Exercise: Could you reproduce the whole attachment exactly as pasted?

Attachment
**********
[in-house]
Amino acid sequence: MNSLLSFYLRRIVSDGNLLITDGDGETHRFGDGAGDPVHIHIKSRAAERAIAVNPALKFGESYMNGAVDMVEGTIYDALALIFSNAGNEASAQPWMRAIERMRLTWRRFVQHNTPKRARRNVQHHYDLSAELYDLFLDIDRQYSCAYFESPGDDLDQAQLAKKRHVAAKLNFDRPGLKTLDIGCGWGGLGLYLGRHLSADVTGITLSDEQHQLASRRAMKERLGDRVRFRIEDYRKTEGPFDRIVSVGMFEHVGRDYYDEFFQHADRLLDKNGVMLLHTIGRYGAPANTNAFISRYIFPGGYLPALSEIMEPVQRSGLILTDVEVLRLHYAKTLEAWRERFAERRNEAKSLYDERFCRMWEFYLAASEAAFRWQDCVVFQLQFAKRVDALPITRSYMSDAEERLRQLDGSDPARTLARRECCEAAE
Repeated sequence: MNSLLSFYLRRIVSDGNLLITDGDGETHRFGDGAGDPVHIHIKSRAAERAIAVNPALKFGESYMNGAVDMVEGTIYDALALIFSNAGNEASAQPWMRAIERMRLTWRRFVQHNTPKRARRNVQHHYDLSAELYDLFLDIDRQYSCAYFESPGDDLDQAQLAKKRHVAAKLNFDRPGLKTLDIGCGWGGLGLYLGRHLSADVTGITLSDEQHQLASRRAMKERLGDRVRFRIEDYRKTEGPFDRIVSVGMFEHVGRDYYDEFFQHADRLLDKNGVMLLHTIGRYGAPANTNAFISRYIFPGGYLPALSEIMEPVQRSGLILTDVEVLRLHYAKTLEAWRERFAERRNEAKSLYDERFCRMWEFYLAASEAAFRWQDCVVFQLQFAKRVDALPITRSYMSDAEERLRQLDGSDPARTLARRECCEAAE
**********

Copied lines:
[in-house]
Amino acid sequence: MNSLLSFYLRRIVSDGNLLITDGDGETHRFGDGAGDPVHIHIKSRAAERAIAVNPALKFGESYMNGAVDMVEGTIYDALALIFSNAGNEASAQPWMRAIERMRLTWRRFVQHNTPKRARRNVQHHYDLSAELYDLFLDIDRQYSCAYFESPGDDLDQAQLAKKRHVAAKLNFDRPGLKTLDIGCGWGGLGLYLGRHLSADVTGITLSDEQHQLASRRAMKERLGDRVRFRIEDYRKTEGPFDRIVSVGMFEHVGRDYYDEFFQHADRLLDKNGVMLLHTIGRYGAPANTNAFISRYIFPGGYLPALSEIMEPVQRSGLILTDVEVLRLHYAKTLEAWRERFAERRNEAKSLYDERFCRMWEFYLAASEAAFRWQDCVVFQLQFAKRVDALPITRSYMSDAEERLRQLDGSDPARTLARRECCEAAE
Repeated sequence: MNSLLSFYLRRIVSDGNLLITDGDGETHRFGDGAGDPVHIHIKSRAAERAIAVNPALKFGESYMNGAVDMVEGTIYDALALIFSNAGNEASAQPWMRAIERMRLTWRRFVQHNTPKRARRNVQHHYDLSAELYDLFLDIDRQYSCAYFESPGDDLDQAQLAKKRHVAAKLNFDRPGLKTLDIGCGWGGLGLYLGRHLSADVTGITLSDEQHQLASRRAMKERLGDRVRFRIEDYRKTEGPFDRIVSVGMFEHVGRDYYDEFFQHADRLLDKNGVMLLHTIGRYGAPANTNAFISRYIFPGGYLPALSEIMEPVQRSGLILTDVEVLRLHYAKTLEAWRERFAERRNEAKSLYDERFCRMWEFYLAASEAAFRWQDCVVFQLQFAKRVDALPITRSYMSDAEERLRQLDGSDPARTLARRECCEAAE